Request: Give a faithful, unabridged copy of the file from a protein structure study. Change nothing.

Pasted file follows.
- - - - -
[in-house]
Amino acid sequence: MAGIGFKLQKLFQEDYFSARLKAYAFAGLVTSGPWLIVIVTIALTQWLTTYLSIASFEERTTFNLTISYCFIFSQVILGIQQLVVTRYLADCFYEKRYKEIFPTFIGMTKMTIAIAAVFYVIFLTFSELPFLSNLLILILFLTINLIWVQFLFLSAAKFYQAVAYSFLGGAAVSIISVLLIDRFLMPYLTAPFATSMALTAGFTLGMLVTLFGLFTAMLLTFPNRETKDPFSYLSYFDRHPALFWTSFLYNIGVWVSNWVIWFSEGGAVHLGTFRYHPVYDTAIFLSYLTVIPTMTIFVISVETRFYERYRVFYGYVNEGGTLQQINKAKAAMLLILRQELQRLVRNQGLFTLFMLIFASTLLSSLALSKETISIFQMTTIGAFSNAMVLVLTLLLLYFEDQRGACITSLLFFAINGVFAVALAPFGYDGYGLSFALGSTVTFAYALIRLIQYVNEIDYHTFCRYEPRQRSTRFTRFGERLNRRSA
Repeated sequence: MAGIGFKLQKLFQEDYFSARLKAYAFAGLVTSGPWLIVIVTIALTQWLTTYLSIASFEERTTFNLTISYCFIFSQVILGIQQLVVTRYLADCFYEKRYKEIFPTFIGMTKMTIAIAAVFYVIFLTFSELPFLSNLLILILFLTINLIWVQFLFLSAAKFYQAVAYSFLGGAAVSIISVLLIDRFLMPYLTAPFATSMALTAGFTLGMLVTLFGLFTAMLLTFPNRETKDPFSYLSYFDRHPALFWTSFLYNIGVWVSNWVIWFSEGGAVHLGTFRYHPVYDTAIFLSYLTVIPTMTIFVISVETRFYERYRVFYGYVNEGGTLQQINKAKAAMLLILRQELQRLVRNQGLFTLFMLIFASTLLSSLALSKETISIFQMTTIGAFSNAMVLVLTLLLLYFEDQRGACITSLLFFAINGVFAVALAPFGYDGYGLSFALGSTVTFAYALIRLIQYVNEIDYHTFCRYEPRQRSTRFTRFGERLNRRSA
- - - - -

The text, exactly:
[in-house]
Amino acid sequence: MAGIGFKLQKLFQEDYFSARLKAYAFAGLVTSGPWLIVIVTIALTQWLTTYLSIASFEERTTFNLTISYCFIFSQVILGIQQLVVTRYLADCFYEKRYKEIFPTFIGMTKMTIAIAAVFYVIFLTFSELPFLSNLLILILFLTINLIWVQFLFLSAAKFYQAVAYSFLGGAAVSIISVLLIDRFLMPYLTAPFATSMALTAGFTLGMLVTLFGLFTAMLLTFPNRETKDPFSYLSYFDRHPALFWTSFLYNIGVWVSNWVIWFSEGGAVHLGTFRYHPVYDTAIFLSYLTVIPTMTIFVISVETRFYERYRVFYGYVNEGGTLQQINKAKAAMLLILRQELQRLVRNQGLFTLFMLIFASTLLSSLALSKETISIFQMTTIGAFSNAMVLVLTLLLLYFEDQRGACITSLLFFAINGVFAVALAPFGYDGYGLSFALGSTVTFAYALIRLIQYVNEIDYHTFCRYEPRQRSTRFTRFGERLNRRSA
Repeated sequence: MAGIGFKLQKLFQEDYFSARLKAYAFAGLVTSGPWLIVIVTIALTQWLTTYLSIASFEERTTFNLTISYCFIFSQVILGIQQLVVTRYLADCFYEKRYKEIFPTFIGMTKMTIAIAAVFYVIFLTFSELPFLSNLLILILFLTINLIWVQFLFLSAAKFYQAVAYSFLGGAAVSIISVLLIDRFLMPYLTAPFATSMALTAGFTLGMLVTLFGLFTAMLLTFPNRETKDPFSYLSYFDRHPALFWTSFLYNIGVWVSNWVIWFSEGGAVHLGTFRYHPVYDTAIFLSYLTVIPTMTIFVISVETRFYERYRVFYGYVNEGGTLQQINKAKAAMLLILRQELQRLVRNQGLFTLFMLIFASTLLSSLALSKETISIFQMTTIGAFSNAMVLVLTLLLLYFEDQRGACITSLLFFAINGVFAVALAPFGYDGYGLSFALGSTVTFAYALIRLIQYVNEIDYHTFCRYEPRQRSTRFTRFGERLNRRSA